John Heartfield—-1932 German Election, the Last Free Election Before the Nazis Seized Power.
Communist Party of Germany (KPD)
Chicago, Illinois: Stop School Closings!
The mayor and Board of Education want to destroy 54 school communities. This will be the largest destruction of schools in U.S. history. We need our neighborhood schools and we should all fight together to save them. Join parents, teachers, students, public school workers, clergy, activists and others in the three day citywide march across the city. They want to divide us. But this is our city, our schools, and together, we’ll use our voice to tell the mayor and the world that we intend to fight back.
New York City: More than 200 striking members of the Legal Services Staff Association (LSSA) and supporters picket outside the main office of Legal Services NYC, May 16, 2013.
Members of the Legal Services Staff Association (LSSA), the union representing over 200 attorneys, paralegals, secretaries, process servers, and other professionals employed with Legal Services NYC (LSNYC), today rejected management’s contract proposal which demanded unprecedented cuts to health care and retirement benefits. Employees at LSNYC, the nation’s largest provider of low-income civil legal services, are on strike for the first time in nearly 20 years.
Photos by redguard
Philadelphia, Pennsylvania: Rally and news conference announces upcoming march to Harrisburg to demand ‘A People’s Budget, Not a Prison Budget,’ May 14, 2013.
Info on the march, which kicks off May 25 at Love Park
Photo: Decarcerate PA
Poor People’s Campaign 41-mile march from Baltimore arrives in Washington, D.C., May 12, 2013.
Photos by Resa Sunshine
Raleigh, NC: Demonstrators are arrested during an act of civil disobedience opposing the Republican legislature’s attacks on workers, people of color and the poor, May 13, 2013, at the North Carolina State Legislative Building. Forty-nine activists were arrested by Raleigh and General Assembly police. More than 90 people have been arrested since “Moral Monday” demonstrations started three weeks ago.
PHILADELPHIA — Dr. Kermit Gosnell, a West Philadelphia doctor known for performing late-term abortions, was found guilty on Monday of three out of four counts of first-degree murder.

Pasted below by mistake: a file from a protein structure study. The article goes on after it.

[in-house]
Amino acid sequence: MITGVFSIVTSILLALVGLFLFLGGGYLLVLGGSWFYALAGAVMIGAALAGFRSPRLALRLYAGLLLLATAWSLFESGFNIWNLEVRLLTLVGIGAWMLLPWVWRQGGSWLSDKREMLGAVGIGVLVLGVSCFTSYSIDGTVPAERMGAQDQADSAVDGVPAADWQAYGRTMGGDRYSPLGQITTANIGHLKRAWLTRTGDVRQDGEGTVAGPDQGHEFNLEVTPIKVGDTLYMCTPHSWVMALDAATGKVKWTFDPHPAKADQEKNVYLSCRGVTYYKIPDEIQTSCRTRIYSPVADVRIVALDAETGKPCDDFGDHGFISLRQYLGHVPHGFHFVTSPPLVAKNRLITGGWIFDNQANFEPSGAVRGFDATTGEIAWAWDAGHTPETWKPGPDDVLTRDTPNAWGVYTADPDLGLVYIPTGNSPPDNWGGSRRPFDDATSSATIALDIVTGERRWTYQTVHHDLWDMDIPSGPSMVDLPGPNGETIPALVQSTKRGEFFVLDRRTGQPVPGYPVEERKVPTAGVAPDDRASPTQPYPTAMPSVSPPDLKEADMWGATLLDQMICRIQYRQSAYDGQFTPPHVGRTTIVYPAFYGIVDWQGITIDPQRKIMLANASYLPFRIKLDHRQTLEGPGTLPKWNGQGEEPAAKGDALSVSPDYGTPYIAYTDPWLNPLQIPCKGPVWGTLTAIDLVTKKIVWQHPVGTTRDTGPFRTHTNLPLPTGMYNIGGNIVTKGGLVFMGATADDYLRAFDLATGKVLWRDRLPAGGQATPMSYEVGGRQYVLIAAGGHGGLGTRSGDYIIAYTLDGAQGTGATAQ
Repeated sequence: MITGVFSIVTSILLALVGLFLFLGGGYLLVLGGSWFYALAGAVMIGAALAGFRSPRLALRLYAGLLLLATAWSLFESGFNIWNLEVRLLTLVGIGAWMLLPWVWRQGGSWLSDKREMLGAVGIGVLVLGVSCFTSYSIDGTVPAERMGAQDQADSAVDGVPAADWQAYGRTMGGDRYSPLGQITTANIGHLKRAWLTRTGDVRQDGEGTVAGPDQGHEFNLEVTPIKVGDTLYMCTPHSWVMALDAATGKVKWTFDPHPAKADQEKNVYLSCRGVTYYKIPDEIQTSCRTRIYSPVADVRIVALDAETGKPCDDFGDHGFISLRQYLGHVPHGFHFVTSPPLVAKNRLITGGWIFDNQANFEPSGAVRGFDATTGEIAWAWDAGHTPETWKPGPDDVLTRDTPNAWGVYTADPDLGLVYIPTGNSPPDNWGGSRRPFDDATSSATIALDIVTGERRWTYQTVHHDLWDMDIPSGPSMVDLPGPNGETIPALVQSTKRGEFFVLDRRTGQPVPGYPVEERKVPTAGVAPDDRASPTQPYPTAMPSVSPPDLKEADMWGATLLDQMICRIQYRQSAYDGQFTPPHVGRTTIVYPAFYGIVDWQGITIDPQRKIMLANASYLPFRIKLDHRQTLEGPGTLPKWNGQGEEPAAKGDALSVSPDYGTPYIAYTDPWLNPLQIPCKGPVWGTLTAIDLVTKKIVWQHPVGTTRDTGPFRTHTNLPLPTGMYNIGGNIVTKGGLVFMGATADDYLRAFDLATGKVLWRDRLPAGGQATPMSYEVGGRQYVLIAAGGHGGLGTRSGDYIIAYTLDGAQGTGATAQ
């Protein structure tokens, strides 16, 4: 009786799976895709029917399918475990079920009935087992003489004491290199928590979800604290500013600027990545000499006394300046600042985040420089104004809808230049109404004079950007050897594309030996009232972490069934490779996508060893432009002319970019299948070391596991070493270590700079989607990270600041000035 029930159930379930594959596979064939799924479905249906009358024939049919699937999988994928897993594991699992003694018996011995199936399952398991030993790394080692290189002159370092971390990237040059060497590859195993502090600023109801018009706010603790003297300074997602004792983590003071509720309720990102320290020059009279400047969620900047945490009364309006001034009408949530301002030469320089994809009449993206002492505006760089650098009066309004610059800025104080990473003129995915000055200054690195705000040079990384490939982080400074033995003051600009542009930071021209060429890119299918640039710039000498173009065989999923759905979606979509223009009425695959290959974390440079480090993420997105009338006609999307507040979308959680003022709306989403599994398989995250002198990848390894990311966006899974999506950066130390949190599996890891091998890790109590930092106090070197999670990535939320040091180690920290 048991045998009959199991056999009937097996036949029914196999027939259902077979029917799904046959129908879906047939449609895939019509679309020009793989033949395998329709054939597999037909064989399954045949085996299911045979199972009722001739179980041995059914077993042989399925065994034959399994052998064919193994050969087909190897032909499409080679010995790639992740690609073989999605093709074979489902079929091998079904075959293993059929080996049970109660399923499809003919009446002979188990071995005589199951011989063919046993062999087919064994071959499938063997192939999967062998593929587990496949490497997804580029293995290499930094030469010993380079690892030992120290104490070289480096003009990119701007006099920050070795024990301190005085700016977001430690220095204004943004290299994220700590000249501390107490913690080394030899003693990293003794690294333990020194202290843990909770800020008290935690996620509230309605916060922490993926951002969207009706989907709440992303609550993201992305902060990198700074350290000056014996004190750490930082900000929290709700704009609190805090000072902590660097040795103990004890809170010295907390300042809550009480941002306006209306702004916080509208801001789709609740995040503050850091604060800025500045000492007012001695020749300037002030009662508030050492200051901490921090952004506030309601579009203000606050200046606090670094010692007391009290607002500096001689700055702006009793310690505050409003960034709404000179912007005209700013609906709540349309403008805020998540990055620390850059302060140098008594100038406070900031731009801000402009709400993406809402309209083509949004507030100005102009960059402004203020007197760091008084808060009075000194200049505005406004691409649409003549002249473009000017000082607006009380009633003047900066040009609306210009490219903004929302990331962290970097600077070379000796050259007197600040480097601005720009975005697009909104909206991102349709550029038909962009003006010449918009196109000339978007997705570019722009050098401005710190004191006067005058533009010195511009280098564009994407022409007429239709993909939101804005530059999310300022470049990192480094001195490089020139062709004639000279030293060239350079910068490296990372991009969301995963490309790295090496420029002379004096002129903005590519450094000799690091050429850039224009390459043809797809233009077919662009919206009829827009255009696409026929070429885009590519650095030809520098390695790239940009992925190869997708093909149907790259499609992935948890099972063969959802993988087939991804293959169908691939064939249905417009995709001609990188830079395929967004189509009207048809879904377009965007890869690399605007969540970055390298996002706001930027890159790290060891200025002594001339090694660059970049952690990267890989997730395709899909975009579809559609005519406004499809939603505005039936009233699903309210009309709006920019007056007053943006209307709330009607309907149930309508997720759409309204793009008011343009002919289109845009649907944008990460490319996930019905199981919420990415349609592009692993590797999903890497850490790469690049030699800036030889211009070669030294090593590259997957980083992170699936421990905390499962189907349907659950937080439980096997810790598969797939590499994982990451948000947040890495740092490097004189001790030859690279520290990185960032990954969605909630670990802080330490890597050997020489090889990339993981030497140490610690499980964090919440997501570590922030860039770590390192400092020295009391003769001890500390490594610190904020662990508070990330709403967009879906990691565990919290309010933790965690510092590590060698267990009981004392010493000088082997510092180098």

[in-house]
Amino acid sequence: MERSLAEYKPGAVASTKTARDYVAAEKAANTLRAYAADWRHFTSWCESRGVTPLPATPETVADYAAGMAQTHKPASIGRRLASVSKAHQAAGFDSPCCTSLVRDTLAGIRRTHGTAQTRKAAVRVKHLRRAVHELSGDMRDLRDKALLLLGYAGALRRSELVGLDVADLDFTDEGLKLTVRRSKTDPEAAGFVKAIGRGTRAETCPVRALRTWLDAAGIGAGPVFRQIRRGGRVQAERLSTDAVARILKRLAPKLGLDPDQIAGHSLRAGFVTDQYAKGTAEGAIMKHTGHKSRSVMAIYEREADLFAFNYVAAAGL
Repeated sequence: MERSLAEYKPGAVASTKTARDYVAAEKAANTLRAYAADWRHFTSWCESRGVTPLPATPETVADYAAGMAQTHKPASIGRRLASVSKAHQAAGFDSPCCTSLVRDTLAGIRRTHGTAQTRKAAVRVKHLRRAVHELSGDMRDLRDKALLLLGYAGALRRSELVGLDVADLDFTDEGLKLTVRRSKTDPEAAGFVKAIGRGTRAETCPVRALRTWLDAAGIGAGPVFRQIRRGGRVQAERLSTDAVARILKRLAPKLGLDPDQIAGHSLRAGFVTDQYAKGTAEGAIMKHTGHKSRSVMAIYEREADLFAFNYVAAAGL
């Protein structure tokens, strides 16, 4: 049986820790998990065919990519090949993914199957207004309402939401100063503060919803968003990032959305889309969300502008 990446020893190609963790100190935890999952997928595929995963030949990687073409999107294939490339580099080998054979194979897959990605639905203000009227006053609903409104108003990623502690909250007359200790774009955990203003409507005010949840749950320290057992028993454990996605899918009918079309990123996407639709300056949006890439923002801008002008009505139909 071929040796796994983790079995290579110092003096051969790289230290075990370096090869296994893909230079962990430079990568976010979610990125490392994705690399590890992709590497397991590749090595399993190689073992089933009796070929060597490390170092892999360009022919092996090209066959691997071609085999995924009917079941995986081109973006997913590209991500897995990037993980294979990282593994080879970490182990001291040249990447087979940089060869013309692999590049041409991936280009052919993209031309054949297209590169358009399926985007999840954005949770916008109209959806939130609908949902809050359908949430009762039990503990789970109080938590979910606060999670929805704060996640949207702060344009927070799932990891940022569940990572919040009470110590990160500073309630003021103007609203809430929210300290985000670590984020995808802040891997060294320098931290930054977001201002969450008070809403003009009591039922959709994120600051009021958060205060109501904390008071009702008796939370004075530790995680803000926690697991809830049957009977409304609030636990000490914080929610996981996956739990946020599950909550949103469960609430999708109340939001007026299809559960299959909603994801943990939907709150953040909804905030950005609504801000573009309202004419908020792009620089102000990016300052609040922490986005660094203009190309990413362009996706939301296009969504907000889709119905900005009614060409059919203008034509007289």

The verdict came after a five-week trial in which the prosecution and the defense battled over whether the fetuses Dr. Gosnell was charged with killing were alive when they were removed from their mothers.
Dr. Gosnell was acquitted of one first-degree murder charge involving an aborted fetus and was also acquitted of third-degree murder in the death of a 41-year-old patient.
Whatever Gosnell’s demerits as a doctor — and they were many — the conviction is a serious attack on women’s reproductive rights and a racist attack as well. Gosnell and most of his patients are African Americans in a poor Philadelphia neighborhood.
Note that he was acquitted of the charge of killing an adult patient, but convicted of “murdering” fetuses. This is an ominous legal precedent for healthcare providers.
By Monica Moorehead
Washington, D.C. — The second day of the Poor People’s March for Jobs and Justice, May 12, began with excitement as 13 young people, who had been walking all night from Baltimore, met up with the main group just 10 miles north of Washington. The 13 were activists from the Occupy movements of Baltimore, Washington and New York.
The people who had started marching the previous morning greeted the overnight marchers with cheers, applause and a welcoming speech by Larry Holmes, one of the leaders of the national campaign. Together, the two groups — about 100 people — then marched the last segment of the 41-mile trek from Baltimore to Washington, D.C.
Those able to stay in Washington ended the march with a strategy session to discuss future actions. Rev. Witherspoon and Sharon Black, a leader of the campaign from Baltimore, raised three proposals, all of which were greeted with enthusiastic applause.
1. To hold a national tribunal on police terror (in a place not decided yet). It would be both a gathering in person and a speak-out via the internet.
2. To demand a hearing in the U.S. Congress on police brutality in the United States.
3. To support the OUR Walmart upcoming week of activities from May 28 to June 7, which include a march to Walmart’s Bentonville, Ark., corporate offices, and will culminate in a call for a strike of the underpaid Walmart workers and a demand for unionization.
WASHINGTON (WUSA9) — The 45th anniversary of the “Poor People’s Campaign and March” began yesterday in Baltimore and ended today in Freedom Plaza.
“Our feet hurt but it’s for justice and freedom and we’re really glad we did it.”
You can see some people were limping around barefoot with blisters on their feet after they finally made it to Freedom Plaza.
But they say it’s worth it if it helps raise awareness about the most pressing issues facing poor people today — high unemployment, cuts in benefits, and the growing gap between the rich and poor.
“We decided to hold the march because in 1968 when the march originated, 1 in 7 people lived in poverty in this country and today 1 in 6 people live in poverty.”
The organizers of this march - the Poor Peoples March - say it’s that kind of community collaboration that Dr. King inspired when he started this walk 45 years-ago.